03/22/2019 at 23:59 •
About a week ago, I was looking for something to do... And I decided I would come back to this project, and see what was needed to finish it.
There were two things I wanted to improve.
The first one is that I forgot to put a diode before each button, so there were phantom pushes... not a big deal, even if there is not that much room left on the board.
The second one was that I find the pad from Adafruit to be a bit too hard to push to make it comfortable to use as a musical instrument, so I was looking at a way to design my won silicon pad.
I was wondering if maybe Adafruit could have update their pad in that way... And the ndiscovered that they have just made the NeoTrellis, which does... exactly what Moka does.
So, time to move to another project ! :)
09/19/2017 at 17:00 •
Do you remember that previous log where I was talking about the SK6812 pinout? I was surprised to see two different pinouts for the same led...
When I did the first tests on the boards I've received, I couldn't succeed in programming them. The Arduino used as ISP was shutting down when connected to the board. I didn't have much time for further testing, so I put it aside for a few weeks. It appeared there was a short somewhere on the board, with ground and VCC being tied together. And it soon appeared that it was coming from the leds, because when not mounted I was able to upload the program.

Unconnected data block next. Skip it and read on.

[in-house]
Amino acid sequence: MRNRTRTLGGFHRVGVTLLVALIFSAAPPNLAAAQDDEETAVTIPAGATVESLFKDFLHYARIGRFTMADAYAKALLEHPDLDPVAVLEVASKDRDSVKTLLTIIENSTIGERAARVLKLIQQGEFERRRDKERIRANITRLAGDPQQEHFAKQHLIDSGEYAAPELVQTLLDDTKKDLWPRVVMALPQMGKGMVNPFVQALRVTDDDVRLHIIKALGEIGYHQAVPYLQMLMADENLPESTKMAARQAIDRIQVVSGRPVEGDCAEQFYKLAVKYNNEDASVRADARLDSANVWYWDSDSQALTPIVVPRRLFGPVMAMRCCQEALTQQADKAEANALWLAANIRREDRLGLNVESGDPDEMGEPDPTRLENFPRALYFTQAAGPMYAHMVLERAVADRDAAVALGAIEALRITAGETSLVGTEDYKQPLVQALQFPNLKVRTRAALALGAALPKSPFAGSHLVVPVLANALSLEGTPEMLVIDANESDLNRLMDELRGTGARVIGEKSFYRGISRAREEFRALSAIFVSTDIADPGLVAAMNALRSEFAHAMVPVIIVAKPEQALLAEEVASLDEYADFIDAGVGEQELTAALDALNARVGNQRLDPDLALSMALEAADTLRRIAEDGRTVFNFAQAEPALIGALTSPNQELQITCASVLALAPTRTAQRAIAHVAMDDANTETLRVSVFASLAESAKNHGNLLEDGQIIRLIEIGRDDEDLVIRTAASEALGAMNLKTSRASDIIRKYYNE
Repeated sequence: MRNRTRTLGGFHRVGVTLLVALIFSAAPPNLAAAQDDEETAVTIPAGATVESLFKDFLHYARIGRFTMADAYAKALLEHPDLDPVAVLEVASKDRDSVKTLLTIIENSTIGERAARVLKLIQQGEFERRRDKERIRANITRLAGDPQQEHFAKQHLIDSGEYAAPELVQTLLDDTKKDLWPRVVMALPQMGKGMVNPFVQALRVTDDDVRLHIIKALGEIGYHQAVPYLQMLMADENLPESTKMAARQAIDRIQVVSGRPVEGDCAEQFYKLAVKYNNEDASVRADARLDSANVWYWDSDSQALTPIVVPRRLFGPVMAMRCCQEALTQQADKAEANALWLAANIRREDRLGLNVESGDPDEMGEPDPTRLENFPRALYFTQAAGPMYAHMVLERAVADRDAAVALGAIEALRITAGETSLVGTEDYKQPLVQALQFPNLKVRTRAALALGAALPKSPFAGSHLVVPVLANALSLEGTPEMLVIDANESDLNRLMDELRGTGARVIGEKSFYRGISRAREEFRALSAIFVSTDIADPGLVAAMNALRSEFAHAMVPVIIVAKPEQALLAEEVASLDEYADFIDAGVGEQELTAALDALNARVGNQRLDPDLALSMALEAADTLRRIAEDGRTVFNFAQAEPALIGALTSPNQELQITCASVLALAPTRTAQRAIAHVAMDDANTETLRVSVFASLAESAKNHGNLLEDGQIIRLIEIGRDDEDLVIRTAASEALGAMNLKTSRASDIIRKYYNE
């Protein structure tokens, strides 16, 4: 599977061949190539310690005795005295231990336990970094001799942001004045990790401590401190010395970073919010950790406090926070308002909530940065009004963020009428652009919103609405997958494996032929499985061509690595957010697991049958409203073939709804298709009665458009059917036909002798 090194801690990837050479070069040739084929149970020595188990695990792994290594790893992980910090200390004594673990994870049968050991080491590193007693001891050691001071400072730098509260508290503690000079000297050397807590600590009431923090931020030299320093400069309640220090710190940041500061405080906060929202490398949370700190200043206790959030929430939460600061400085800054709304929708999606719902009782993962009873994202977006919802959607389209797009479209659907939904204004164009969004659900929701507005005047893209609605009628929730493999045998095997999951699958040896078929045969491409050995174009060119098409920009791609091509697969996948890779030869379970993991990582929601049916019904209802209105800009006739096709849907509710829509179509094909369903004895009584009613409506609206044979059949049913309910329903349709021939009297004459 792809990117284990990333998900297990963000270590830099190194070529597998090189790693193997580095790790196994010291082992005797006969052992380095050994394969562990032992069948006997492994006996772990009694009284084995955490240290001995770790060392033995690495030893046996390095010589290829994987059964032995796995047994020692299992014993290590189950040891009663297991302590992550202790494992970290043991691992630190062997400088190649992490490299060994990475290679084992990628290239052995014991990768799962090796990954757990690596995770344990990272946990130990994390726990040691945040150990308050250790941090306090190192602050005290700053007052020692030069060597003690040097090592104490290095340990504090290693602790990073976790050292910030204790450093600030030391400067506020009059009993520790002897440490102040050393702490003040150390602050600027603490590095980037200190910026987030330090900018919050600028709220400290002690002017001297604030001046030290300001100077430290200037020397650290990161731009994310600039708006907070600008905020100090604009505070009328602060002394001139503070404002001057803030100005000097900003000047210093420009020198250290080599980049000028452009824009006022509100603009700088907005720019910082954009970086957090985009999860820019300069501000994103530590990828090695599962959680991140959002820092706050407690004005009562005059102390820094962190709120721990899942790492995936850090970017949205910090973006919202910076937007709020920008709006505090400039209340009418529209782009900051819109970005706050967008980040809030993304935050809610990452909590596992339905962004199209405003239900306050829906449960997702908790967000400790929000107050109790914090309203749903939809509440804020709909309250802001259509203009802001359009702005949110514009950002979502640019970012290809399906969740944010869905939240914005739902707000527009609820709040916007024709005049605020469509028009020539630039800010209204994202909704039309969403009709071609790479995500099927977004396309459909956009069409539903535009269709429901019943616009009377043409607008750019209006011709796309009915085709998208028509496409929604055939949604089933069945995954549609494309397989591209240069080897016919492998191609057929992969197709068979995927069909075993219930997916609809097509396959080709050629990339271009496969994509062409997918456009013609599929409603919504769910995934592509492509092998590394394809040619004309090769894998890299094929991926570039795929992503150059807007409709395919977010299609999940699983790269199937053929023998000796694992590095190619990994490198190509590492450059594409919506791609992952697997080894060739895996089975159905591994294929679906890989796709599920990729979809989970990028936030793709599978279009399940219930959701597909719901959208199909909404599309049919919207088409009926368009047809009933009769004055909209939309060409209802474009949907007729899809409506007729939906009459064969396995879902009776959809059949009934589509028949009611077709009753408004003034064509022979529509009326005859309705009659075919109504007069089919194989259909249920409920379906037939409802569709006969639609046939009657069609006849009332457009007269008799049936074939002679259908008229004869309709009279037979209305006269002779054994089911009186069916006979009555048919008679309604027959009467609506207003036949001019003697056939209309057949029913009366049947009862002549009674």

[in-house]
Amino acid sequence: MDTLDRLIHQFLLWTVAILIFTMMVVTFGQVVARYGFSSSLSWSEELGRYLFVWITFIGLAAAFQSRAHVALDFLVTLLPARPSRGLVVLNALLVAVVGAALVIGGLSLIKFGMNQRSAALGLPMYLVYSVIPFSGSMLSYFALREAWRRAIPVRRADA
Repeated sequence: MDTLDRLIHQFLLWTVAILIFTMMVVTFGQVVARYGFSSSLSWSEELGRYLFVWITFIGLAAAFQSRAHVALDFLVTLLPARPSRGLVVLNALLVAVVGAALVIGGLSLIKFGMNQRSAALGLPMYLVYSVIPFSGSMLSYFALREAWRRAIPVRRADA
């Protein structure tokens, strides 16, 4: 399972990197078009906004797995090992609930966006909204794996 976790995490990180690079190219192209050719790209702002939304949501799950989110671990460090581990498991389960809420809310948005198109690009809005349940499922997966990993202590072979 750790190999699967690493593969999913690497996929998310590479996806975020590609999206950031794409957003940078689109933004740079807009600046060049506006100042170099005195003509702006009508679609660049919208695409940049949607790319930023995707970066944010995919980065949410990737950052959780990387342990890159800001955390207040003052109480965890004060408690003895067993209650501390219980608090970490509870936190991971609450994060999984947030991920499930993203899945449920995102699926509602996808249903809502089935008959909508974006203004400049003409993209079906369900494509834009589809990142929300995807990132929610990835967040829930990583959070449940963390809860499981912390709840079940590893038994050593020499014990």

And the problem was of course these leds' footprint. In fact there are two different one, one for the 5050-sized leds, and one for the 3535 ones. And of course they don't match, unless you turn the led 90°, but then the leads are not exactly matching the pads on PCB. So by turning leds around 80° instead of 90, I was able to test boards!
A new batch of newly drawn boards have been ordered today. With a few other minor corrections... Wait and see!
06/27/2017 at 22:54 •
I've been in the process of writing code for the board for two days now.
First part is of course the code that will run on the board. I spent some times looking for something efficient for I2C communication. Usually I2C is used with chip that do a special job (like driving a led matrix, reading light intensity, etc.), and have registers that you set and read, whom are described in the datasheet. But the Atmega 328p that is the main components of most Arduino and this board is an "empty" component. So registers have to be write from scratch. And as it could be up to 32 boards running together, communication has to be quite efficient!
I've tried to distinguish led and buttons reads for more general commands:
Commands addresses are composed of arbitrary bits. In order to save bandwidth, when a setting has a boolean as parameter, the parameter is included as the LS bit of the address. An example would be Display state turned on when sending 0x01100001, and off whe nsending 0x01100000.
Led and button addresses are composed of the four MS bits designing the setting to modify, and the four LS bits corresponding to the led or button ID. That way we can save one byte of data for each command.